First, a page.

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Distribution of mountain hares

Photograph showing a mountain hare in winter colours
The Scottish mountain hare, Lepus timidus scoticus, is a subspecies of the mountain hare Lepus timidus and is native to the Highlands of Scotland.

The distribution of Mountain Hare (Lepus timidus) in Scotland (2006/07)

In 2007 the then Macaulay Land Use Research Institute (now part of the James Hutton Institute), in a collaborative project led by The Game and Wildlife Conservation Trust, and in association with The Scottish Game Keepers Association and Scottish Natural Heritage, completed the first national mountain hare survey which aimed to assess the current distribution and management of mountain hares in Scotland, estimate the number of mountain hares taken for harvesting and population control purposes over the same time period, and to compare these data to similar data collected in 1995/96 (Tapper 1996) to establish any patterns of change in distribution and the level of take.

Mountain Hare distribution map of Scotland

A postal survey of estate owners, managers and gamekeepers asking if mountain hares were present on their estate and for information on the numbers culled (if any) in 2006/07 received replies from 918 estates representing a total area of 71,098 square kilometres (based on 10 x 10 kilometre squares), equivalent to 90% of the total area of Scotland. Of this area, mountain hares were recorded as present on 34,359 square kilometres (48%) and as absent from 36,739 square kilometres (52%).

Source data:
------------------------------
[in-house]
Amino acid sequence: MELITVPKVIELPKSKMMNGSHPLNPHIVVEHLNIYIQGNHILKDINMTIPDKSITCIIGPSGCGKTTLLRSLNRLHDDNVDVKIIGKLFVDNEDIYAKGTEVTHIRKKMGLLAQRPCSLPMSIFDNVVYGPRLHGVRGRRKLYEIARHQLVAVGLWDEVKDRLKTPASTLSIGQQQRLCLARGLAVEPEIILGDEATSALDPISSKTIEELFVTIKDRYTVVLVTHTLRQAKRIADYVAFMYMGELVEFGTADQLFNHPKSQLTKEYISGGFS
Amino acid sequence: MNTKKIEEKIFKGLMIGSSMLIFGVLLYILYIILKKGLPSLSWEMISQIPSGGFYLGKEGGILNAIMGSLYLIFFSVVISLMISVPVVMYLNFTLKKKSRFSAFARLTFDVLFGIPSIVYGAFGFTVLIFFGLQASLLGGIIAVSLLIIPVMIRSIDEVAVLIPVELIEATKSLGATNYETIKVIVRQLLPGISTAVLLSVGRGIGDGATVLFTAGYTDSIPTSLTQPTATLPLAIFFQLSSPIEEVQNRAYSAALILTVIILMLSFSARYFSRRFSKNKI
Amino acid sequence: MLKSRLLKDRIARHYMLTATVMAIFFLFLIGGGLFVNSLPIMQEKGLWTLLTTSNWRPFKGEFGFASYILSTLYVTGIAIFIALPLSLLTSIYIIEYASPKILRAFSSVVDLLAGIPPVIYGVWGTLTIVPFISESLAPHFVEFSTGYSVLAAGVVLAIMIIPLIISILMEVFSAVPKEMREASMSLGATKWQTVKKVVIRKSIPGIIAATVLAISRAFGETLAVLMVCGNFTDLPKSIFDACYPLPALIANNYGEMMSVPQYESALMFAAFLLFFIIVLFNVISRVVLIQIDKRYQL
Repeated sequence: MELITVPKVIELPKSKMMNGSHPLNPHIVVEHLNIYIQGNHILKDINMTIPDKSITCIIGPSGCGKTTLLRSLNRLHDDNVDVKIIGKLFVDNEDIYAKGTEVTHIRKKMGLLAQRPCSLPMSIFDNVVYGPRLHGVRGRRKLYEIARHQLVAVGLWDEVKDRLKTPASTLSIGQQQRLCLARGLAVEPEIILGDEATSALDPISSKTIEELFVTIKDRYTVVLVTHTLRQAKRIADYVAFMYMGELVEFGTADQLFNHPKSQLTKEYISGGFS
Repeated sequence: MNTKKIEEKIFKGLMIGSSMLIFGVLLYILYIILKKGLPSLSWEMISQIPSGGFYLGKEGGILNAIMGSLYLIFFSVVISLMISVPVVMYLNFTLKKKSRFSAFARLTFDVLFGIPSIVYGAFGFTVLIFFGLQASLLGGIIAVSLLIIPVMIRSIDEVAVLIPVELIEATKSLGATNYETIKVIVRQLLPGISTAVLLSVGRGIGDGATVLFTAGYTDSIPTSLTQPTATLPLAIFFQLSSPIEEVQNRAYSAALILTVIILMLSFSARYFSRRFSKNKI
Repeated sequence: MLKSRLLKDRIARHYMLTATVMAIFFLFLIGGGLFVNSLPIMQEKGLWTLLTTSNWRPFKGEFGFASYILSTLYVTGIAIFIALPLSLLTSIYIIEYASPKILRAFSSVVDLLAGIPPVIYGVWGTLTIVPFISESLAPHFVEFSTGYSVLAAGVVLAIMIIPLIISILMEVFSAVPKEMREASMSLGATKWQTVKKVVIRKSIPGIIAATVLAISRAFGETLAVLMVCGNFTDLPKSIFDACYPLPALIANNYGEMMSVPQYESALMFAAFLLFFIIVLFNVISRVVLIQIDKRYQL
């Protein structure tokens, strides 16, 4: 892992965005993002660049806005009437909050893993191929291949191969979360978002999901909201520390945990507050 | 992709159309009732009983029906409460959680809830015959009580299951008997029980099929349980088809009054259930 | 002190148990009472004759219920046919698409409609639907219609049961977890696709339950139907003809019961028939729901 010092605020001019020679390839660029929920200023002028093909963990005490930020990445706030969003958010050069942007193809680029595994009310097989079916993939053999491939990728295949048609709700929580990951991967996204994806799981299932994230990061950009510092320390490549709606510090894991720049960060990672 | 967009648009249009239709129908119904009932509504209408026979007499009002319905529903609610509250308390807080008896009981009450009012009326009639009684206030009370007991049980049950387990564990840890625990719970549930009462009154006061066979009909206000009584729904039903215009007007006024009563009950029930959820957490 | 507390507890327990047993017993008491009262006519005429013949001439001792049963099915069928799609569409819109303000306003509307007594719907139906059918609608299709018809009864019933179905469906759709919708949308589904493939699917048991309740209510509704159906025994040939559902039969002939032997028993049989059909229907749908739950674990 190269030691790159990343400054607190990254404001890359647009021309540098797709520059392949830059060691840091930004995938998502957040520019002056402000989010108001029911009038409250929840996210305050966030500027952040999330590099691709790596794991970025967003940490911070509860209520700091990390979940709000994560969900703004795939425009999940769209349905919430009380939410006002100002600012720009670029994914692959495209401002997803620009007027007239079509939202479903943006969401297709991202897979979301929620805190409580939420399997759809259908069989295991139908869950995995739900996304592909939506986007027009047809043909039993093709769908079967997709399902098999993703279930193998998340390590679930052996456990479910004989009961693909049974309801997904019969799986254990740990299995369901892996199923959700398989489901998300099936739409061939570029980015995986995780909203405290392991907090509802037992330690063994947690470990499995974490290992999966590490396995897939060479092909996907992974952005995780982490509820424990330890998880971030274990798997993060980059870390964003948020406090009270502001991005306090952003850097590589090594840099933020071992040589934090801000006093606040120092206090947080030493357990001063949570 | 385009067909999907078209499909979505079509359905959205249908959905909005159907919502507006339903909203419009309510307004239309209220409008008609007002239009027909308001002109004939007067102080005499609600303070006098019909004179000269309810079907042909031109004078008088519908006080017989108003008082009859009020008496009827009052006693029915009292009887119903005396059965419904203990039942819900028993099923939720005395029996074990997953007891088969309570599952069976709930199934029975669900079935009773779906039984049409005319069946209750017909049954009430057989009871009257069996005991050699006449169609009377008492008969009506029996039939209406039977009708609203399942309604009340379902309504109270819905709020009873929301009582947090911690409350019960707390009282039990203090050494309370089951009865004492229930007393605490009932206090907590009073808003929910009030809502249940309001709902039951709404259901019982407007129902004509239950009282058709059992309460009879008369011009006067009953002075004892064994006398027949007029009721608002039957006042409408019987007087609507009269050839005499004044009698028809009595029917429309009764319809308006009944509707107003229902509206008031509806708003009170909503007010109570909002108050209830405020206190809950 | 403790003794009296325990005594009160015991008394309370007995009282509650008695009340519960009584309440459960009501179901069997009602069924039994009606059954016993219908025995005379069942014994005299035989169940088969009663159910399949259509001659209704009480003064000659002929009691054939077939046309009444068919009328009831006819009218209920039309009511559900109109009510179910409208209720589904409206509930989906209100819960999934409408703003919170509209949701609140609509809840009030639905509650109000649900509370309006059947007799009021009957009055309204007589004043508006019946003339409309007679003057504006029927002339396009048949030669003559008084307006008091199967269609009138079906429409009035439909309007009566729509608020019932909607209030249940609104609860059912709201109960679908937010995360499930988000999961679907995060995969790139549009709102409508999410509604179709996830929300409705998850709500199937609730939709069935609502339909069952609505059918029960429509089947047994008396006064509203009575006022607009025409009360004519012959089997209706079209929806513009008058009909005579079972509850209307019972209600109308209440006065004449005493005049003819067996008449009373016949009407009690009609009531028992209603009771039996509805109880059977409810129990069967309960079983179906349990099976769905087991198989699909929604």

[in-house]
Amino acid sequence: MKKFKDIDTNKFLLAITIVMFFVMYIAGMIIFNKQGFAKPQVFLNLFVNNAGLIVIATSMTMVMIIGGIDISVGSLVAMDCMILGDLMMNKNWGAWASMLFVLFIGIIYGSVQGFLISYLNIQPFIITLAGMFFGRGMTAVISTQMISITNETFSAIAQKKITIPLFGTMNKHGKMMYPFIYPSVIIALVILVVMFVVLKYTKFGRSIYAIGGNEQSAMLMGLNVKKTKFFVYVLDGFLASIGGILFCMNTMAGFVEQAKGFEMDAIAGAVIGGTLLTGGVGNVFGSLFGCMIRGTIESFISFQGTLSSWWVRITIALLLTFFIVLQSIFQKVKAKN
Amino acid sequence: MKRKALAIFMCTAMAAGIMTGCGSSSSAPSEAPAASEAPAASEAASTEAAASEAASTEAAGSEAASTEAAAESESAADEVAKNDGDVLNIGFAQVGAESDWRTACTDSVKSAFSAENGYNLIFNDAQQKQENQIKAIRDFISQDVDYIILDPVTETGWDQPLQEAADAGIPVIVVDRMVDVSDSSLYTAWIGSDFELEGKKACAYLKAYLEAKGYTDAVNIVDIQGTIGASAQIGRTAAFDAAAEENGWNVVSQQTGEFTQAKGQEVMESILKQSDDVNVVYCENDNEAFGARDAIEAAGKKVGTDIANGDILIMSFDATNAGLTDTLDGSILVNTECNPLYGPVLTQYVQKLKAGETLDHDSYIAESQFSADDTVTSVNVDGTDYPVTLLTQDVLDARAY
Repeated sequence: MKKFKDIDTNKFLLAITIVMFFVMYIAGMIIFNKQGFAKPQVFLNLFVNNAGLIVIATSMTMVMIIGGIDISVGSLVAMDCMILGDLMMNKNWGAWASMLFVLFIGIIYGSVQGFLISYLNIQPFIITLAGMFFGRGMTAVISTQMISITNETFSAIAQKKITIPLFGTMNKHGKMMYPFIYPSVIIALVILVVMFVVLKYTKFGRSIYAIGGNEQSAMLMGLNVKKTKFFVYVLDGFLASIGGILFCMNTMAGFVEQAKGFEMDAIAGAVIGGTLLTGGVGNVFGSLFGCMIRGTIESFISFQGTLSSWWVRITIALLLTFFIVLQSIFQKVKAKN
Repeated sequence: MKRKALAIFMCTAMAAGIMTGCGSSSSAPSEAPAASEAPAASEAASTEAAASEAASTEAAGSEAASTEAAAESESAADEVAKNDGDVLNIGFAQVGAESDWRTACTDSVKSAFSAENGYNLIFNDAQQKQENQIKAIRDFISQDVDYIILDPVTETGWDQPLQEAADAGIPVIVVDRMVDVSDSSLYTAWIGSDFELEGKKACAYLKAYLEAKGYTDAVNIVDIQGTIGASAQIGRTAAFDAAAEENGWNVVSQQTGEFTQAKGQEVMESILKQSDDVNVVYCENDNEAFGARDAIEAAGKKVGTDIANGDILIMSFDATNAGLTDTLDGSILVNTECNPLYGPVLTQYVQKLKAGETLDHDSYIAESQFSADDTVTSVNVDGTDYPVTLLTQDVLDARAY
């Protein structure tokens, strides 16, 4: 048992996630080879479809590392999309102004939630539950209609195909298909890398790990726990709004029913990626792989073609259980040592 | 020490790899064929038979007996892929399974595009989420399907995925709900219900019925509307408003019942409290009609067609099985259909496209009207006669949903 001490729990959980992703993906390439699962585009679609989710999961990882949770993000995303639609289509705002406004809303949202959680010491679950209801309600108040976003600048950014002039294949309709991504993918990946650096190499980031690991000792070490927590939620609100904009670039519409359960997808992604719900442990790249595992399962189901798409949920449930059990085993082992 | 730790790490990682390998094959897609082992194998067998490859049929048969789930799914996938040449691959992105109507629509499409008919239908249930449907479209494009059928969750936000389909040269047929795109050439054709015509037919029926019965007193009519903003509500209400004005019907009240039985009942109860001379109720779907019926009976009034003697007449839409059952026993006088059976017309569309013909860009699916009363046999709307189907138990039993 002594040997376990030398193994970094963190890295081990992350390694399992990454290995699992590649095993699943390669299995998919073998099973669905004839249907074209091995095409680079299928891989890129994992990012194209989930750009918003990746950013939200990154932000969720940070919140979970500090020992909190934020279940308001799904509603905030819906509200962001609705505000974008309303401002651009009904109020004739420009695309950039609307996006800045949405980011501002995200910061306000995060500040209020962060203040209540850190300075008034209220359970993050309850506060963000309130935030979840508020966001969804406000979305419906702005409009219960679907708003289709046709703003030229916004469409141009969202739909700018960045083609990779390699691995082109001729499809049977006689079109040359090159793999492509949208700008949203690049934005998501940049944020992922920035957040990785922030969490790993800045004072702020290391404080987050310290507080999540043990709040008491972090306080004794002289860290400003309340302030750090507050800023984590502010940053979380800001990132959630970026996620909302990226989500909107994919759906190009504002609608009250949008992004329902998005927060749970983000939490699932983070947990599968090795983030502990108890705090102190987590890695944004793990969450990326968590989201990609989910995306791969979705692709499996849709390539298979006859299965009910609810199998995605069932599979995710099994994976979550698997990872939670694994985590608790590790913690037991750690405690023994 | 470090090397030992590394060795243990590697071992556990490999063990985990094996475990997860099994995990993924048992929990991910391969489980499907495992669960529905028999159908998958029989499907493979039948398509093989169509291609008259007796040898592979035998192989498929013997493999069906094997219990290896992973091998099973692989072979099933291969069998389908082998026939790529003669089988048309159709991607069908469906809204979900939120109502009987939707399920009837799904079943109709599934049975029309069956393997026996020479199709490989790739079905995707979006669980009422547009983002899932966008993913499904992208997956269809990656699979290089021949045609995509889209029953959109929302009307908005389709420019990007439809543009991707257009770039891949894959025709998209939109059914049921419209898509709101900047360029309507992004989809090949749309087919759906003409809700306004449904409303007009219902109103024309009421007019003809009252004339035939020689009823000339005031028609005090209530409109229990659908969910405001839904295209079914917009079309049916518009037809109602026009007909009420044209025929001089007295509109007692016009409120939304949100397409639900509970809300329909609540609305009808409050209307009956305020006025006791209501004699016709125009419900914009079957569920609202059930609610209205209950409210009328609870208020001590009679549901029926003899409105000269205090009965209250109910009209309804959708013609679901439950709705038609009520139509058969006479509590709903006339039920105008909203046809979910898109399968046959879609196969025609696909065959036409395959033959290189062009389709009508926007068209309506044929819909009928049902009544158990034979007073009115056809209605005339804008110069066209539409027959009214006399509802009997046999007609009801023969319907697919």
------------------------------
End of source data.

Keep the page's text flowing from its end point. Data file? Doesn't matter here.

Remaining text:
Comparing the 2006/07 mountain hare distribution to that results of the 1995/96 survey which covered 20,936 square kilometres suggests that there has been no net gain or loss in distribution in areas surveyed in both 1995/96 and 2006/07. However, it is not possible to assess whether mountain hare distribution has changed outside this area. In addition, it is not possible to comment on changes in mountain hare abundance during this time.

The survey revealed changes in the reasons for culling mountain hares. The majority of mountain hares are now culled for tick control (50%), 40% are culled for sport, and 10% are culled to protect trees and crops. In 1995/96 the majority (60%) of mountain hares culled were culled for sporting purposes. The total number of mountain hares reported culled in 2006/07 was 32% more than in 1995/96 over the same area.

See the full report on the Scottish Natural Heritage publications website and read the mountain hares survey newsletter.

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The James Hutton Research Institute is the result of the merger in April 2011 of MLURI and SCRI. This merger formed a new powerhouse for research into food, land use, and climate change.